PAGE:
MEDICAL MARIJUANA AND FREE SPEECH

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The420Guy

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The Clinton administration's three-year battle to prevent the use of marijuana as medicine as
allowed under California law got a well-deserved rebuke this month. A federal judge wisely
ruled that the administration could not punish doctors who recommend the benefits of
marijuana to their patients. Such a policy, wrote Judge William Alsup, raises "severe First
Amendment doubts."

Proposition 215, approved by voters in California in 1996, made it legal for seriously ill
patients to obtain and use marijuana when that therapy was recommended by a doctor.
Seven other states have since enacted similar measures. Marijuana possession remains illegal
under federal drug laws. But the federal government seldom prosecutes medical marijuana
users because the quantities are small and juries tend to sympathize with seriously ill
individuals. Instead the administration has tried to circumvent the California law by
threatening doctors who recommend marijuana with the loss of their federal licenses to
prescribe drugs.

A class action was brought by California doctors and AIDS and cancer patients who want to
use marijuana to curb nausea and weight loss. The suit charged the federal government with
interfering with patient-doctor communications and violating free speech rights. Judge Alsup
ruled that the federal government could not revoke drug licenses merely because a doctor
makes a legitimate medical judgment, even if the doctor's recommendation could then be used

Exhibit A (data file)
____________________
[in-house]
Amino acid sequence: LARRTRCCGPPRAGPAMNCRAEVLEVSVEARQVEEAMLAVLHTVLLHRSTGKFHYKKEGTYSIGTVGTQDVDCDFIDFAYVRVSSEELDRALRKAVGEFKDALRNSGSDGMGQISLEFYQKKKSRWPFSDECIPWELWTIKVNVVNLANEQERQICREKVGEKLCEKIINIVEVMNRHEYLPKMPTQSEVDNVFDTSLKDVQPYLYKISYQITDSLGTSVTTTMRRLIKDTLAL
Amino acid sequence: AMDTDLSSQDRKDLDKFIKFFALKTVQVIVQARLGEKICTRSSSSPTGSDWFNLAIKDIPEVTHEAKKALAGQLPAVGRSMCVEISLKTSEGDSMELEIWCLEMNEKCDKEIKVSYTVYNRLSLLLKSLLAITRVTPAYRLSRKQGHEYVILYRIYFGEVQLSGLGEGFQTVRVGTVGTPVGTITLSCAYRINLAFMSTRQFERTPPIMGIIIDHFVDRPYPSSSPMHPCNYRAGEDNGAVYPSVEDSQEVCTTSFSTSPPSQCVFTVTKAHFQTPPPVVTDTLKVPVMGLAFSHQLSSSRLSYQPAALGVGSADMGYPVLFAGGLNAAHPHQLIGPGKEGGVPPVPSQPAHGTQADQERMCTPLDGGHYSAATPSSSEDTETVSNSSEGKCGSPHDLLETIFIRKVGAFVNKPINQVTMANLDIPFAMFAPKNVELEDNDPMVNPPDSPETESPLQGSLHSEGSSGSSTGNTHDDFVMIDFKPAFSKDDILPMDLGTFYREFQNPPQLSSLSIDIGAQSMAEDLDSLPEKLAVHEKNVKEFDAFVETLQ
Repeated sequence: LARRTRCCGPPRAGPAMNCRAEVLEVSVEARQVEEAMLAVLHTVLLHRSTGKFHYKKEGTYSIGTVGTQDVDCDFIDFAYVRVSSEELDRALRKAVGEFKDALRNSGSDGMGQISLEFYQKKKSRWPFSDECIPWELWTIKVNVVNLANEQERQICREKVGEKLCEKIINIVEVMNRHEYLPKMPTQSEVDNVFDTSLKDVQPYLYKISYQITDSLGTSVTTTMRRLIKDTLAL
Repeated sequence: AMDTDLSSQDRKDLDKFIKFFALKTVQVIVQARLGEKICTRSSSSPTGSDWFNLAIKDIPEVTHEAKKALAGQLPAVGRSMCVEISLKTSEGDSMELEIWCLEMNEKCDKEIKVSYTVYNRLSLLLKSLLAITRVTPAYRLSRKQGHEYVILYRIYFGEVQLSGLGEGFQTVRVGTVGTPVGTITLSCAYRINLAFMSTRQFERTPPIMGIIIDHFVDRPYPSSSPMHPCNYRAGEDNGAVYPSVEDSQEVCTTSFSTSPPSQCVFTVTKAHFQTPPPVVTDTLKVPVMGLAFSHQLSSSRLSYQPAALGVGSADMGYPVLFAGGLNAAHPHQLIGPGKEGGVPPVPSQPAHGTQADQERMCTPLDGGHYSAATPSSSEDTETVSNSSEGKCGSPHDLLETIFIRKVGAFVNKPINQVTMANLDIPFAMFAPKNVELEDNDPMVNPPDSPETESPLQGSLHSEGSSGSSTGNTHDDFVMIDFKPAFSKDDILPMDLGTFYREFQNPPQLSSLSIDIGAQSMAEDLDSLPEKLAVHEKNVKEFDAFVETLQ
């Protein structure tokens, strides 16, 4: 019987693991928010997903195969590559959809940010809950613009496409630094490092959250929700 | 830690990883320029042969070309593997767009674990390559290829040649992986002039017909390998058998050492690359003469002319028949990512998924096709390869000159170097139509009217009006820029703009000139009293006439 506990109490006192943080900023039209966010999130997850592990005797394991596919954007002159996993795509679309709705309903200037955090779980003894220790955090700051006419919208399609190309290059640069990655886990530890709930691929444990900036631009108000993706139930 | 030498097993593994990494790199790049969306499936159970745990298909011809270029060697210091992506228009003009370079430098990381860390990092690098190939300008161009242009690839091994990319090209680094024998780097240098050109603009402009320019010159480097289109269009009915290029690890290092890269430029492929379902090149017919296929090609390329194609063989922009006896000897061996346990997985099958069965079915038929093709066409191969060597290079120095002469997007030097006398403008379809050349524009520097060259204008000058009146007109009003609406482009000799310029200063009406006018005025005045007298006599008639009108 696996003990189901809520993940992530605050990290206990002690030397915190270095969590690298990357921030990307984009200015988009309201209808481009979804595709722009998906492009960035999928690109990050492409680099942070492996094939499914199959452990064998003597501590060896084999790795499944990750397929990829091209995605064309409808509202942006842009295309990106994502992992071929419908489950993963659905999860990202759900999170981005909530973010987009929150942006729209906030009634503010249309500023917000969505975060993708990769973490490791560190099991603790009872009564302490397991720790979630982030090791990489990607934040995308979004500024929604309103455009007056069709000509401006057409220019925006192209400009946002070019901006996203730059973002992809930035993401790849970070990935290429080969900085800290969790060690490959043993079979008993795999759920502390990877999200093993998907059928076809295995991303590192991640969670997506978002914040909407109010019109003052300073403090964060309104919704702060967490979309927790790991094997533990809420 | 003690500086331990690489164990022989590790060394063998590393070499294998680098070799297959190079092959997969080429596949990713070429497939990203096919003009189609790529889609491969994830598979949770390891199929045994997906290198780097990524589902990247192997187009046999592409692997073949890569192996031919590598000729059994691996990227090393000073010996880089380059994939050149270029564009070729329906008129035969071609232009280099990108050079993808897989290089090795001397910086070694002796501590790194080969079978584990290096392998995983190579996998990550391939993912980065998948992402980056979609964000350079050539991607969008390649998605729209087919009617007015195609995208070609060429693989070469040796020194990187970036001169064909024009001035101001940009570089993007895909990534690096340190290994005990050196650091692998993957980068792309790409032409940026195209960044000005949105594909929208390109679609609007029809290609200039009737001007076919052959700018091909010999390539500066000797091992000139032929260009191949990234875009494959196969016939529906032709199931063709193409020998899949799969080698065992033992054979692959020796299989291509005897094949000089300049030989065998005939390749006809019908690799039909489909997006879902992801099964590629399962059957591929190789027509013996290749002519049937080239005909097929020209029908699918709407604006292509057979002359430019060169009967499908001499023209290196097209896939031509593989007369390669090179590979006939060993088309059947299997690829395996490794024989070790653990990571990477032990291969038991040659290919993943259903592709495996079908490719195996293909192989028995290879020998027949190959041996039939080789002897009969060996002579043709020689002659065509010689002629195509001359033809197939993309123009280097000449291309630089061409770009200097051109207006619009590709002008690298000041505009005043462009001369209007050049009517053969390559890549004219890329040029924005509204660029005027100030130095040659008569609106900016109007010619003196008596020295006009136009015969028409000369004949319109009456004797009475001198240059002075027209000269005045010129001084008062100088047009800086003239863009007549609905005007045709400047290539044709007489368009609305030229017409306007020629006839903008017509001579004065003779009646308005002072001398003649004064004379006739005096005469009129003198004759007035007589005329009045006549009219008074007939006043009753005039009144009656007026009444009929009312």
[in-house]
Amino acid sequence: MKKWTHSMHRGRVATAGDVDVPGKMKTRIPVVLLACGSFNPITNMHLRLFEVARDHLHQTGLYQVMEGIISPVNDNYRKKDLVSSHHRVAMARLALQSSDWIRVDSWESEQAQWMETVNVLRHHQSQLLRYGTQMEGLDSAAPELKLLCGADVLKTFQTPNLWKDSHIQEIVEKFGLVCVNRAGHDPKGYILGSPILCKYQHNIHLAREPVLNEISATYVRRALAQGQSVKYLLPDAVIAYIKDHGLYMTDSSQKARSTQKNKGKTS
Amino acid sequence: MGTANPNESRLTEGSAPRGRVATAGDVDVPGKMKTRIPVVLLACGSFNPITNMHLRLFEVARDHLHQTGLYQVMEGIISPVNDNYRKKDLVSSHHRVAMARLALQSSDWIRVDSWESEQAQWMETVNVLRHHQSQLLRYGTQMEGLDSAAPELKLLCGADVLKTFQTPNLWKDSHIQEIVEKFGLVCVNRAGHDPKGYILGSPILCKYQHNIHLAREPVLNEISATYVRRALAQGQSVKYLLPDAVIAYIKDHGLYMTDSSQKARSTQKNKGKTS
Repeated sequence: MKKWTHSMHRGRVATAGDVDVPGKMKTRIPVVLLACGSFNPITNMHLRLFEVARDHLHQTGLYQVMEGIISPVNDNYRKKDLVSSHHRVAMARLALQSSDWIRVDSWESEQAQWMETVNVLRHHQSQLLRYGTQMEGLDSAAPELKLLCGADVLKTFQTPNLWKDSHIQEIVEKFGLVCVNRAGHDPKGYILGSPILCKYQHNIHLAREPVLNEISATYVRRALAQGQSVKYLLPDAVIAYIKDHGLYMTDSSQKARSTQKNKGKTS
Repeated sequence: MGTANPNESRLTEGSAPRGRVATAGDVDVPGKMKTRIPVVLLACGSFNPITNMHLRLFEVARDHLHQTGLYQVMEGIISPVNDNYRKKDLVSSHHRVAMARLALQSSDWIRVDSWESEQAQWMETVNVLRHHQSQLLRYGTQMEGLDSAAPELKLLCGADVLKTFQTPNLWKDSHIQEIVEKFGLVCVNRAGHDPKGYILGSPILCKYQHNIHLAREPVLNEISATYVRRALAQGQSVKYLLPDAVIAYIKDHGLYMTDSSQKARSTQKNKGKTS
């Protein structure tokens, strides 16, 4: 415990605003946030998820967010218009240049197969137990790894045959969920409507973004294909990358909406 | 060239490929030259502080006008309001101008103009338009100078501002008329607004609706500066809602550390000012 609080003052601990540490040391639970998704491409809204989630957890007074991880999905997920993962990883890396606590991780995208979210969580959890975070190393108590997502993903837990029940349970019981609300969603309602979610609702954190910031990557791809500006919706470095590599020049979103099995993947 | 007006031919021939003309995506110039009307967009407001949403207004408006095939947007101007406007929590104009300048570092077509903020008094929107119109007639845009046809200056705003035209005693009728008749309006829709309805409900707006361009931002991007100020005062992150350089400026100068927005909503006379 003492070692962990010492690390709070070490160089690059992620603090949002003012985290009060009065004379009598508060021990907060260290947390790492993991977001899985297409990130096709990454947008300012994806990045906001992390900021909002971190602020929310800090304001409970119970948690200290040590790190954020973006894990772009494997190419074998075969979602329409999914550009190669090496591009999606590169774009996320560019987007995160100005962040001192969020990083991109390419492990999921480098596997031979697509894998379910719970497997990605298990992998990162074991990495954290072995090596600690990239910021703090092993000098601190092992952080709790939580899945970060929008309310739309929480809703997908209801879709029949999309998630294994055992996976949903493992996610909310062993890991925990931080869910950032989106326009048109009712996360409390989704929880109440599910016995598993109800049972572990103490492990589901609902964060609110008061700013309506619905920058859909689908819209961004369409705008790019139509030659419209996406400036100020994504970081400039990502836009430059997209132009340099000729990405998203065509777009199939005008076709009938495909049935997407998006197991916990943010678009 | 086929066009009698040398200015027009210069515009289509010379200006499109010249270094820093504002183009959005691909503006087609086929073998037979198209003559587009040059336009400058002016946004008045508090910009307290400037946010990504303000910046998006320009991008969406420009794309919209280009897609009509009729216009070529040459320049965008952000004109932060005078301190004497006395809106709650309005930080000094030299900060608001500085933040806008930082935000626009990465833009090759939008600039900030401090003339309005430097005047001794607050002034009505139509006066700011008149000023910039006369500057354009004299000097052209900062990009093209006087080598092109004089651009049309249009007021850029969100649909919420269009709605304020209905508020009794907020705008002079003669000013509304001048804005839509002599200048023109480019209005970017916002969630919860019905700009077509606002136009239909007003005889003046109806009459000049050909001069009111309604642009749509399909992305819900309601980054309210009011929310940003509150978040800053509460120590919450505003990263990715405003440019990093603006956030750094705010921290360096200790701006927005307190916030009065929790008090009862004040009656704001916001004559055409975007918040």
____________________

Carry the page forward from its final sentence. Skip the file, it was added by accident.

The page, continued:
by a patient to obtain marijuana under Proposition 215 in violation of federal law.

As the judge sensibly noted, a doctor may well make a recommendation for marijuana
without leading anyone to commit a federal crime. A patient armed with that
recommendation might lobby for a change in federal drug laws, or enroll in a federally
approved experimental marijuana therapy program, or even travel to a country where medical
marijuana use is legal. Besides, it is the patient and not the doctor who procures the drug.

Last year a report by the Institute of Medicine, a branch of the National Academy of
Sciences, found that ingredients in marijuana can be effective for treating some symptoms
associated with AIDS. It recommended development of better delivery systems, such as
inhalers or patches. In the interim, it said that people who do not respond to other therapies
should be allowed to smoke marijuana in controlled situations. The Clinton administration
should stop threatening doctors and make marijuana available to sick individuals who need
relief.

MAP posted-by: Richard Lake
Newshawk: Robert Field Common Sense for Drug Policy
Pubdate: Wed, 20 Sep 2000
Source: New York Times (NY)
Copyright: 2000 The New York Times Company
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